The city’s affordable-housing formula was approved Monday after long debate that saw two members seek dramatic change based largely on frustration over how affordable housing is clustered in parts of the community, rather than spread evenly throughout.

Councillors Tim Toomey and Craig Kelley voted to send Community Preservation Act funding, with which communities get state matching funds on a local property tax surcharge, back to committee. There it was to be revised to put only 50 percent into affordable-housing expenditures, down from 80, while increasing historic preservation and open space expenditures to 25 percent each from 10 percent.

Their effort failed under opposition from every other councillor but Denise Simmons, who was out of the room during the vote, and the traditional 80/10/10 split was approved by the same ratio: six in favor, Toomey and Kelley opposed and Simmons temporarily absent.

City councillors Tim Toomey and Craig Kelley voted to change the city’s affordable housing formula Monday after noting inequalities in how recipients are clustered in the city.

Toomey and Kelley went on to vote against most in a long series of related expenditures read out by councillor Marjorie Davis, who led the CPA ordinance effort and offered an impassioned defense of the formula after nearly two hours of discussion.

“If we’re frustrated with where affordable-housing money goes, it’s important we don’t do it in a way that affects the most vulnerable people in the city,” Decker said, citing $22 million spent in Cambridge over the past nine years — the act was signed into law in 2000 — to provide affordable housing for 1,000 people. Statewide, $360 million has been disbursed.

Cut that money in half and families with homes would be halved too, she said, “and who among us wants to choose the 500 families who can’t stay in Cambridge?”

The state’s proportion of funding to Cambridge has dwindled over the years as a result of economic pressure and on more cities and towns joining the program, meaning the pie is being split more ways. Once matching 100 percent of funds, the state delivered 35 percent last year, which city officials called the lowest since passage of the act. This year’s rate will again be 35 percent, and Decker said this made it all the more important that the city keeps its own formula at 80 percent.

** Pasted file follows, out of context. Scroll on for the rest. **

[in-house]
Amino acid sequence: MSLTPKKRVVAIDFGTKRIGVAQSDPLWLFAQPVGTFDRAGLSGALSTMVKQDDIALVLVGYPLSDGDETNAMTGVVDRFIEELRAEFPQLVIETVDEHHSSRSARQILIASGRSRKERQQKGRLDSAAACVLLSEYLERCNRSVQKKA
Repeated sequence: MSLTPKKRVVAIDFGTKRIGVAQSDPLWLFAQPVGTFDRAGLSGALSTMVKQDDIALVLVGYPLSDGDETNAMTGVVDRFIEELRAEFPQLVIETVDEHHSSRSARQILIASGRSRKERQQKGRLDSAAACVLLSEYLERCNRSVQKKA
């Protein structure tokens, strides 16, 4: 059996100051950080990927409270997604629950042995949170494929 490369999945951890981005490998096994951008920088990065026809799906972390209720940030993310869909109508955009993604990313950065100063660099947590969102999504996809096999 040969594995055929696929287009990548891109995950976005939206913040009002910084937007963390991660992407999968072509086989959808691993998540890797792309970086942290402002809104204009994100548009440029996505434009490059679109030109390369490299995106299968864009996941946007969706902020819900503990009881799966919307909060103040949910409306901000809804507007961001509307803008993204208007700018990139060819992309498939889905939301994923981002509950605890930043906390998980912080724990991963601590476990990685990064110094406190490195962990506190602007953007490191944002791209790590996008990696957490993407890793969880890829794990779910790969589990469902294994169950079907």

Communities must vote to take part in the act and decide the rate for its property tax surcharge. Cambridge’s is the highest possible, at 3 percent.

“It gets to the point where it’s really just a local levy,” councillor Sam Seidel said of the diminishing state aid.

For Toomey, the debate was a return to an issue from past months in which seven Jesuit properties near Harvard Square were snatched up by the Harvard Graduate School of Design. Those units could have been turned into affordable housing, Toomey said, but the city’s offer to buy was lackluster and came too late — revealing a lack of interest in having affordable housing in the city’s showcase areas, while neighborhoods such as East Cambridge got a disproportionate amount of it.

A solution with problems

While councillor Leland Cheung voted against Toomey’s proposed change in the formula, he acknowledged the problem.

“The point to CPA is to give everyone the chance to live in Cambridge, not so they can all live in East Cambridge,” Cheung said.

Kelley, who backed Toomey’s revision, said he disagreed with the current formula and felt there had been a lack of public discussion in setting it. “To the best of my knowledge there’s been no open discussion,” he said. “Until the money is taken off the table, I don’t think there will be. This is the only method of persuasion we seem to have.”

Several people spoke on the matter during the public comment period that opens council meetings. Among them were Elaine DeRosa, director of the Cambridge Economic Opportunities Committee, who noted that some of the need for affordable housing — and for the CPA formula to stay where it was — could be traced back to the end of rent control in Cambridge; and Urszula Masny-Latos, a Rindge Avenue resident whose story corroborated that view.

In 1998, she and 41 other residents of an apartment building — a crowd ranging from students and teachers to artists and lawyers — faced the loss of their homes when the landlady died and new owners announced rent would be doubled. “We tried to find new places to live,” Masny-Latos said. “It was difficult. We realized Cambridge was becoming a city just for the rich.”

Given two years to “put our lives together,” Masny-Latos said that through affordable housing she was able to find a home in Cambridge for herself and her son.

“I’m the only lucky person out of the whole group,” she told the council. “Everyone else was forced to move” to other cities.